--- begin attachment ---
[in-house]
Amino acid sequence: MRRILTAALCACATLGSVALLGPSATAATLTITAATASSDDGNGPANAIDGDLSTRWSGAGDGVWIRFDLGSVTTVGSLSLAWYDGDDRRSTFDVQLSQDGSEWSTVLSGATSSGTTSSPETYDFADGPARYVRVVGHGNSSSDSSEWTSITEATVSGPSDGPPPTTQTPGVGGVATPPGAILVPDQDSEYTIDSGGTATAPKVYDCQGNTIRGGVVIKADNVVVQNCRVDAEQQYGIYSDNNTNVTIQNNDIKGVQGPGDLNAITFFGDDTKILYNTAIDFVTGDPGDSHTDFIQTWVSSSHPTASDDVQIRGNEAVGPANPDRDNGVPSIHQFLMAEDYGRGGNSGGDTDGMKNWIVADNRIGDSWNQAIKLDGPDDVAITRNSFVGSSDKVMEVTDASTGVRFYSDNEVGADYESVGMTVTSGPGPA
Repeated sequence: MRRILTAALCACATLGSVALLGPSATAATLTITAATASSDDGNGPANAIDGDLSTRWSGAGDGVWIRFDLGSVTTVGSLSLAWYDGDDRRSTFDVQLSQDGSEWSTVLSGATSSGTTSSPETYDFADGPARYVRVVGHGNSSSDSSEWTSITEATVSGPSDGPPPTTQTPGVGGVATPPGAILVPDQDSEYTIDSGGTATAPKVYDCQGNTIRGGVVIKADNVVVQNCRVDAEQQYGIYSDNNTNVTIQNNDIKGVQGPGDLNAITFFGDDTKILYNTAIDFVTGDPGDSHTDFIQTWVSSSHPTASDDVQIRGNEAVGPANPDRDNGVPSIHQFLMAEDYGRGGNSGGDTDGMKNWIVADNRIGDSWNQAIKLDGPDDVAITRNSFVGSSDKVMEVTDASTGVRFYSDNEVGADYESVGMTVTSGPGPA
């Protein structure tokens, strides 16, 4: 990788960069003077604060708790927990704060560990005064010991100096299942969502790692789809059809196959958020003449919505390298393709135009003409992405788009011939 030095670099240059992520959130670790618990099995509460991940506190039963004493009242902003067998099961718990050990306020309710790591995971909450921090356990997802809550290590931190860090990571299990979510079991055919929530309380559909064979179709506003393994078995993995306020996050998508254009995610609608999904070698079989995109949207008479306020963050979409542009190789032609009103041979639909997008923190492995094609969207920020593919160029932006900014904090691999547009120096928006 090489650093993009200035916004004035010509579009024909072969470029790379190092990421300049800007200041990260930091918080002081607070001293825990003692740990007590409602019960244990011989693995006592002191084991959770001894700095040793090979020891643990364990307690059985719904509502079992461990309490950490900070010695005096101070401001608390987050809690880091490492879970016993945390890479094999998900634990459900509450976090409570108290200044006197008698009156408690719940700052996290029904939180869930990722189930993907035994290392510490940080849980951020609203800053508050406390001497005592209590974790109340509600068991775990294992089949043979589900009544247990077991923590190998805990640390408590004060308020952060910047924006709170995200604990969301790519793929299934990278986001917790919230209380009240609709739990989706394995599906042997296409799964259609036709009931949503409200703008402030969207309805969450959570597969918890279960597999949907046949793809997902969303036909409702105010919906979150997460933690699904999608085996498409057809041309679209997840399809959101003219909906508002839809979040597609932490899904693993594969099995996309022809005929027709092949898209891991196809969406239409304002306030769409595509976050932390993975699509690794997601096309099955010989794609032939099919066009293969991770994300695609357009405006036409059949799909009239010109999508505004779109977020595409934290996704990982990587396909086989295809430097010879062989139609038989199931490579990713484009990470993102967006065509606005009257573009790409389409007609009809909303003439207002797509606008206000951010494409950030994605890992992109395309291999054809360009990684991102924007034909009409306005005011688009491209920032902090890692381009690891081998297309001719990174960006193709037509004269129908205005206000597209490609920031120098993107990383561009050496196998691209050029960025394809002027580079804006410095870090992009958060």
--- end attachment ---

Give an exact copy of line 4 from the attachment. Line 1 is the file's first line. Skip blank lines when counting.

């Protein structure tokens, strides 16, 4: 990788960069003077604060708790927990704060560990005064010991100096299942969502790692789809059809196959958020003449919505390298393709135009003409992405788009011939 030095670099240059992520959130670790618990099995509460991940506190039963004493009242902003067998099961718990050990306020309710790591995971909450921090356990997802809550290590931190860090990571299990979510079991055919929530309380559909064979179709506003393994078995993995306020996050998508254009995610609608999904070698079989995109949207008479306020963050979409542009190789032609009103041979639909997008923190492995094609969207920020593919160029932006900014904090691999547009120096928006 090489650093993009200035916004004035010509579009024909072969470029790379190092990421300049800007200041990260930091918080002081607070001293825990003692740990007590409602019960244990011989693995006592002191084991959770001894700095040793090979020891643990364990307690059985719904509502079992461990309490950490900070010695005096101070401001608390987050809690880091490492879970016993945390890479094999998900634990459900509450976090409570108290200044006197008698009156408690719940700052996290029904939180869930990722189930993907035994290392510490940080849980951020609203800053508050406390001497005592209590974790109340509600068991775990294992089949043979589900009544247990077991923590190998805990640390408590004060308020952060910047924006709170995200604990969301790519793929299934990278986001917790919230209380009240609709739990989706394995599906042997296409799964259609036709009931949503409200703008402030969207309805969450959570597969918890279960597999949907046949793809997902969303036909409702105010919906979150997460933690699904999608085996498409057809041309679209997840399809959101003219909906508002839809979040597609932490899904693993594969099995996309022809005929027709092949898209891991196809969406239409304002306030769409595509976050932390993975699509690794997601096309099955010989794609032939099919066009293969991770994300695609357009405006036409059949799909009239010109999508505004779109977020595409934290996704990982990587396909086989295809430097010879062989139609038989199931490579990713484009990470993102967006065509606005009257573009790409389409007609009809909303003439207002797509606008206000951010494409950030994605890992992109395309291999054809360009990684991102924007034909009409306005005011688009491209920032902090890692381009690891081998297309001719990174960006193709037509004269129908205005206000597209490609920031120098993107990383561009050496196998691209050029960025394809002027580079804006410095870090992009958060």